Cradle Tales of Hinduism
by Sister Nivedita
Our most popular introduction to Hindu mythology. Includes selections from the Ramayana and Mahabharata.
- 329 pages, Indian paperback
Table of Contents
THE CYCLE OF SNAKE TALES
The Wondrous Tale of the Curse That Lay Upon the Snake-Folk
The Story of the Doom of Parikshit
The Sacrifice of Janamejaya
THE STORY OF SHIVA, THE GREAT GOD THE CYCLE OF INDIAN WIFEHOOD
Sati, the Perfect Wife
The Tale of Uma Haimavati
Savitri, the Indian Alcestis
Nala and Damayanti
THE CYCLE OF THE RAMAYANA
The City of Ayodhya
The Capture of Sita
The Conquest of Lanka
The Ordeal of Sita
THE CYCLE OF KRISHNA
The Birth of Krishna, the Indian Christ-Child
The Divine Childhood
Krishna in the Forests
The Dilemma of Brahma
Conquest of the Snake Kaliya
The Lifting of the Mountain
The Return to Mathura
Krishna Partha Sarathi: Charioteer of Arjuna
The Lament of Gandhari
The Doom of the Vrishnis
TALES OF THE DEVOTEES
The Lord Krishna and the Broken Pot
The Lord Krishna and the Lapwing's Nest
The Story of Prahlada
The Story of Dhruva: A Myth of the Pole Star
Gopala and the Cowherd
A CYCLE OF GREAT KINGS
The Story of Shibi Rana: or The Eagle and the Dove Bharata
The Judgment-Seat of Vikramaditya
Prithvi Rai: Last of the Hindu Knights
(the Indian Romeo and Juliet) A CYCLE FROM THE MAHABHARATA
The Story of Bhishma and the Great War
The Ascent of Yudhishthira into Heaven
THE STORY OF SHIVA, THE GREAT GOD
IN wild and lonely places, at any time, one may chance on the Great God, for such are His most favored haunts. Once seen, there is no mistaking Him. Yet He has no look of being rich or powerful. His skin is covered with white wood-ashes. His clothing is but the religious wanderer's yellow cloth. The coils of matted hair are piled high on the top of His head. In one hand He carries the begging bowl, and in the other His tall staff, crowned with the trident. And sometimes He goes from door to door at midday, asking alms. High amongst the Himalayas tower the great snow mountains, and here, on the still, cold heights, is Shiva throned. Silent-nay, rapt in silence-does He sit there, absorbed and lost in one eternal meditation. When the new moon shines over the mountain-tops, standing above the brow of the Great God, it appears to worshipping souls as if the light shone through, instead of all about Him. For He is full of radiance, and can cast no shadow.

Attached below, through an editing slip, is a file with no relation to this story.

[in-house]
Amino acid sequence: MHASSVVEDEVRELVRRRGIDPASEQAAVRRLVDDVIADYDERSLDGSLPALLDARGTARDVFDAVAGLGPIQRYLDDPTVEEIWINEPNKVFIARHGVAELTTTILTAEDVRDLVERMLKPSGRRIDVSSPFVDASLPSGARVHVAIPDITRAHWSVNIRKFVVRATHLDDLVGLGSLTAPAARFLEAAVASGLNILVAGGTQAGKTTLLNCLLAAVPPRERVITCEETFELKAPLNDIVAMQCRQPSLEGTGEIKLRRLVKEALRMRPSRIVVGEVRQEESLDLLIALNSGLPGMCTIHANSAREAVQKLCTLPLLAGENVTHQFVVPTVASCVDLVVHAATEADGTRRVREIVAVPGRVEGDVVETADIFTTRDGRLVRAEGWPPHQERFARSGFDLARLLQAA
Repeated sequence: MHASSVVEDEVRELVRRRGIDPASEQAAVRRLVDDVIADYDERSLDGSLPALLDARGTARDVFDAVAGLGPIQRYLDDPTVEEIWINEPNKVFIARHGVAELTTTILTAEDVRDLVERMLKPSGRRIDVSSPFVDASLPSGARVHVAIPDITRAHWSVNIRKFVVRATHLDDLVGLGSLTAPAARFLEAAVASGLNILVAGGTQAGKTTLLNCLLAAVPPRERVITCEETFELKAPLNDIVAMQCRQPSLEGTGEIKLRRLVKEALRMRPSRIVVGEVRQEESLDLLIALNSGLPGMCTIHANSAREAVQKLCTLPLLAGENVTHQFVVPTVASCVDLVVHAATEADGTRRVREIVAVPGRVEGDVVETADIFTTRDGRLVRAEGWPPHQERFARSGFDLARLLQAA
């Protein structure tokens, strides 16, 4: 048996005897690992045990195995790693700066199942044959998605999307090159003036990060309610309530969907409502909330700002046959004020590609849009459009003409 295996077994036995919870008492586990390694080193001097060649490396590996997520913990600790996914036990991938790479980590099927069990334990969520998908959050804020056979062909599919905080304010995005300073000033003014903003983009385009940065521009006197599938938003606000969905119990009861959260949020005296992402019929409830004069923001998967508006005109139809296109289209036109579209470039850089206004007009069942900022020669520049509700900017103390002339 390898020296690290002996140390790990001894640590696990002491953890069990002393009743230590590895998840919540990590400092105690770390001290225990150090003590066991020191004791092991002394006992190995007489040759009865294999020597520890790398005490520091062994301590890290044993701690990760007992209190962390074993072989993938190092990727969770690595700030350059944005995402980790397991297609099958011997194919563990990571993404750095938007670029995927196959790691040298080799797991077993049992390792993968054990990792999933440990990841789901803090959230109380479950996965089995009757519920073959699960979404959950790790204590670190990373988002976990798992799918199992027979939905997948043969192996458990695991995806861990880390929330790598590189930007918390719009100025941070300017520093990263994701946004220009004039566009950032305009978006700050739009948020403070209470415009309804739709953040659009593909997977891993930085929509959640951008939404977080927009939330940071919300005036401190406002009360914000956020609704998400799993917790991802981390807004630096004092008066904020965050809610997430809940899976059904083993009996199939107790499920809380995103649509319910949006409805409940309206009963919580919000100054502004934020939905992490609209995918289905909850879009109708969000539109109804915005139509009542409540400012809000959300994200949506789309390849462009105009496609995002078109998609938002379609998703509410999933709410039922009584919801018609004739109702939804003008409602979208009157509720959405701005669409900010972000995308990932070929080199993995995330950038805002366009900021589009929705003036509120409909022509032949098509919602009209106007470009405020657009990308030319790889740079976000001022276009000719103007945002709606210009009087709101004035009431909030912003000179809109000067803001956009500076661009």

Wrapped thus into hushed intensity lies KaiIas, above Lake Manasarovara, the mountain home of Mahadeva, and there, with mind hidden deep under fold upon fold of thought, rests He. With each breath of His, outward and in, worlds, it is said, are created and destroyed. Yet He, the Great God, has nothing of His own; for in all these that He has created there is nothing-not kingship, nor fatherhood, nor wealth, nor power-that could for one moment tempt Him to claim it. One desire, and one alone, has He, to destroy the ignorance of souls, and let light come.
Once, it is said, His meditation grew so deep, that when He awoke He was standing alone, poised on the heart's centre of all things, and the universe had vanished. Then, knowing that all darkness was dispelled, that nowhere more, in all the worlds, was there blindness or sin, He danced forward with uplifted hands, into the nothingness of that uttermost withdrawnness, singing, in His joy, "Born! Born!" And this dance of the Great God is the Indian Dance of Death, and for its sake is He worshipped with the words "Born! Born! Hara! Hara!" It is, however, by the face of the Great God that we may know Him once for all, beyond the possibility of doubt. One look is enough, out of that radiance of knowledge, one glance from the pity and tenderness in His benign eyes, and never more are we able to forget that this whom we saw was Shiva Himself. It is impossible to think of the Great God as being angry.